I often get calls from individuals or couples who find themselves coming into a windfall of some sort, b”H. Although we all dream of winning the lottery, such sudden wealth is more likely the result of an inheritance, a retirement package, or a lucky investment. Whatever the source of the mazal, these people are in a position they were never in before. While many people are quite sure that an influx of money would solve all their problems, it is not that simple. The newly rich are often unprepared to take on the challenge of managing their money. In their haste to do something, they can make serious errors that result in unfortunate losses. Money management must be learned, and it is crucial to surround oneself with an experienced and trusted financial team.
Here is some advice, some common sense I learned from my family and from my financial teachers and counselors over the years.
* * *
The first thing to do is to thank Hashem for your new financial situation. Realize that all your assets are on loan from Hashem, and that He asks you to properly manage these funds. Money is a bracha, but you need to make a hishtadlus (efforts) to do what Hashem would want you to do with your new wealth.
When you receive the money, put it into an FDIC (federally insured) bank account right away. Take a deep breath, and do not touch the money. If your children or family are aware of your circumstances, explain that there will be no immediate changes until you have come up with a financial plan.
Set goals for how you want to proceed, now that your financial situation has changed. If you have credit card debt or other high interest rate obligations, you may want to pay off such debt. Or you might desire to pay off or reduce a mortgage when refinancing is not an option, especially if you have a high interest rate.
Do you want to maaser (tithe) and give tzedaka? Do you want to help a family member or friends? Does the home need repair? Do you want to relocate or retire? Does your spouse have to continue working? Do you need a new car? A vacation? Will you take a trip to Israel, help the kids, or pay off loans? Do you have a wedding coming up?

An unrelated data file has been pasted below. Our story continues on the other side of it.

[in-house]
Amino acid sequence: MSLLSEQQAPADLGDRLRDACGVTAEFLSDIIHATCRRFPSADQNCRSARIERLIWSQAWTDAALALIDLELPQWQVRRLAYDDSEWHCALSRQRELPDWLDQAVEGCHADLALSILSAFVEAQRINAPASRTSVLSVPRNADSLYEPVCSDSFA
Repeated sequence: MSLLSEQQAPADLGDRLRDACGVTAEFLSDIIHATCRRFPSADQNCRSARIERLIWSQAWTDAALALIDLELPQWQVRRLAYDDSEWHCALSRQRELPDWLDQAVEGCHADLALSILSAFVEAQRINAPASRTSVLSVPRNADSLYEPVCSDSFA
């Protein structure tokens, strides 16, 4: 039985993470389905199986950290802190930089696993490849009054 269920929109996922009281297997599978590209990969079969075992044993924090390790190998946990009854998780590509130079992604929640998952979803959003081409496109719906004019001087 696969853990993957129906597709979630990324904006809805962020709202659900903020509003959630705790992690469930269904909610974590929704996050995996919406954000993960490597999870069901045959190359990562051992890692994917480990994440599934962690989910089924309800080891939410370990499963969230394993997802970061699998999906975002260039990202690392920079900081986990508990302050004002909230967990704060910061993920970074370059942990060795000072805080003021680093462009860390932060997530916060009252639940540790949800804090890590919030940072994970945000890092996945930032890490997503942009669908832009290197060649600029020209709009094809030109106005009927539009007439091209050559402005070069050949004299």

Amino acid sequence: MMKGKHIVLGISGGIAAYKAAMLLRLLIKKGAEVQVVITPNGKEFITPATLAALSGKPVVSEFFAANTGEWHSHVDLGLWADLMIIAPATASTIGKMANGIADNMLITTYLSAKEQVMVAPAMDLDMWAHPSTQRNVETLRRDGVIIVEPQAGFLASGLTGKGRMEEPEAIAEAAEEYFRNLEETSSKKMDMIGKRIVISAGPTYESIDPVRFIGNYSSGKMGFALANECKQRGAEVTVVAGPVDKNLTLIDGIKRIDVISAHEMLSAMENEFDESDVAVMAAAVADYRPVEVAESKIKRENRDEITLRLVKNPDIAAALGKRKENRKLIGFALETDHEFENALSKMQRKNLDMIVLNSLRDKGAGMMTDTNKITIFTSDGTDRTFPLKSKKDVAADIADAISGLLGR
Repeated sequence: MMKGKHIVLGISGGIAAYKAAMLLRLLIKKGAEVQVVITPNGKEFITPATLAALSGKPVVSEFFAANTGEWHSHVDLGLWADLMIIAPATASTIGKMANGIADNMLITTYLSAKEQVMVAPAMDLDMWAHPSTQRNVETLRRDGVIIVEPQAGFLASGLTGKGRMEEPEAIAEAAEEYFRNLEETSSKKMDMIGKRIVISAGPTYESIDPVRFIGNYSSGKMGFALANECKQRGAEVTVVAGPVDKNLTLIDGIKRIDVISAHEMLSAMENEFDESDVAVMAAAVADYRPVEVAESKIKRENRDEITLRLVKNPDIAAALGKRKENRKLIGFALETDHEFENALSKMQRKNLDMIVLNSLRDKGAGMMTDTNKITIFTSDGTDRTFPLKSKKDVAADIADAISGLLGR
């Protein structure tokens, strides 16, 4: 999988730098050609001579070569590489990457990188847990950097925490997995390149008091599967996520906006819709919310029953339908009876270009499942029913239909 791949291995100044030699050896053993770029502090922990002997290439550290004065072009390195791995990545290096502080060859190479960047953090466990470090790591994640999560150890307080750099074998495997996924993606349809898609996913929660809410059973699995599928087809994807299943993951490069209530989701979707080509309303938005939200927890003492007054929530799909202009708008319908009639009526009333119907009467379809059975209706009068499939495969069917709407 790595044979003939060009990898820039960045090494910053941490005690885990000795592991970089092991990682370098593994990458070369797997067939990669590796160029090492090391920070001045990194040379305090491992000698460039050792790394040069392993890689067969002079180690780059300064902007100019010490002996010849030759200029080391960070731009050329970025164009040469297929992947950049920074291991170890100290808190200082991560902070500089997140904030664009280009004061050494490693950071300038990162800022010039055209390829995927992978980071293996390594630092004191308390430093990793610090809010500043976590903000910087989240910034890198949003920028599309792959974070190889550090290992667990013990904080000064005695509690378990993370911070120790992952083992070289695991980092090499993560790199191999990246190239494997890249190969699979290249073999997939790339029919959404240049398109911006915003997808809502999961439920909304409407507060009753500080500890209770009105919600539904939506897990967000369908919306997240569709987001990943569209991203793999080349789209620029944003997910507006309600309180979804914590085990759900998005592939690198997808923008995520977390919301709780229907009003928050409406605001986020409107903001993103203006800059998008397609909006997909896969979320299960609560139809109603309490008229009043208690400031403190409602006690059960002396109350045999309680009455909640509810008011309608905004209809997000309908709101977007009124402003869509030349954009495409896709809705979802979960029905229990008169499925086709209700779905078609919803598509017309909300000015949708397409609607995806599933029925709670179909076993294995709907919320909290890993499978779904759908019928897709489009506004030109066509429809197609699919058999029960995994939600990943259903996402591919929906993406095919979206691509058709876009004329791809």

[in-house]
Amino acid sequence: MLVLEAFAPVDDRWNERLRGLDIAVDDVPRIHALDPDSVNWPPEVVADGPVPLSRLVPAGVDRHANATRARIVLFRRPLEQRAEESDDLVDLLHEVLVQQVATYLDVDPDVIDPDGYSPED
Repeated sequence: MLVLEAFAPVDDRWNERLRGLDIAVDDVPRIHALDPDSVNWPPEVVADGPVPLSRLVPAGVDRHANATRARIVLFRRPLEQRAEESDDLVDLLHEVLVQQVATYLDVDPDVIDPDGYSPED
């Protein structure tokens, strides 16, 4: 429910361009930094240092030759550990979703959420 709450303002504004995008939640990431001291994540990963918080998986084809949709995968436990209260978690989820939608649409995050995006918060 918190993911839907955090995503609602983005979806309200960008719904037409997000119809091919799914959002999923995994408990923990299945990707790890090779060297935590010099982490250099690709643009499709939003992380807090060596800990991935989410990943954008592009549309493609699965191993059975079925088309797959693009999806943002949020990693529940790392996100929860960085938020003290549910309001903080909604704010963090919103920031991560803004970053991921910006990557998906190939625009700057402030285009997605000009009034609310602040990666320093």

All these are issues to contemplate, but any decision should be part of the overall financial plan you develop together with your team of financial experts. Don’t be in a rush to act. Rather, relax and strategize carefully as to how you will proceed. Do your research carefully to find an experienced certified accountant as well as a lawyer who can help you adjust to tax and legal issues that could emerge from your new financial reality. Things like taxes and other legalities must be clearly understood, so that no unforeseen financial surprises emerge.
Once you have found these professionals, let them recommend a sound financial advisor. Interview a few of their choices, asking about their investment philosophy. A good investment strategy is one that creates a diversified portfolio of proper investments based on your total financial situation and your risk tolerance. It will probably take a few months to devise a well-thought-out financial plan, in which diversification and allocation of investment funds are key. Never put all your eggs in one basket is the old adage one must carefully observe. If you are new to investments, be very conservative, especially at first, and learn how to manage your assets. This takes time and experience.
Be wary of long lost relatives or friends who now approach you looking for a loan. Do not buy an annuity or other investment that is illiquid or an investment that is costly to exit, until you carefully discuss it with your financial experts. What sounds too good to be true usually is not true, so when all those get-rich investment offers come your way – run the other way. Anyone who tells you about an investment “can’t lose” or is an “opportunity of a lifetime” or tells you that you must take action immediately – please avoid them like the plague. Any legitimate and worthwhile investment opportunity needs to be reviewed by experts who can advise you of the risks and tell you whether the investment makes sense for your situation.
Beware of high pressure charities. Discuss with your rav as to how to maaser properly, and carefully choose tzedakas that are worthy of your support. Do not make any pledges; instead, give regularly without incurring future obligation. Do not be pressured into a pledge, as you can only take such action once you have a firm grip and financial plan in place.
As I said in previous articles, a good parnassa and money in the bank can and should be a bracha – but if not handled properly or poorly managed, they can be a terrible burden and, chas veshalom, even a curse. Appreciate what you have, and organize your finances for your enjoyment, and make others happy, too, by sharing what Hashem has given you.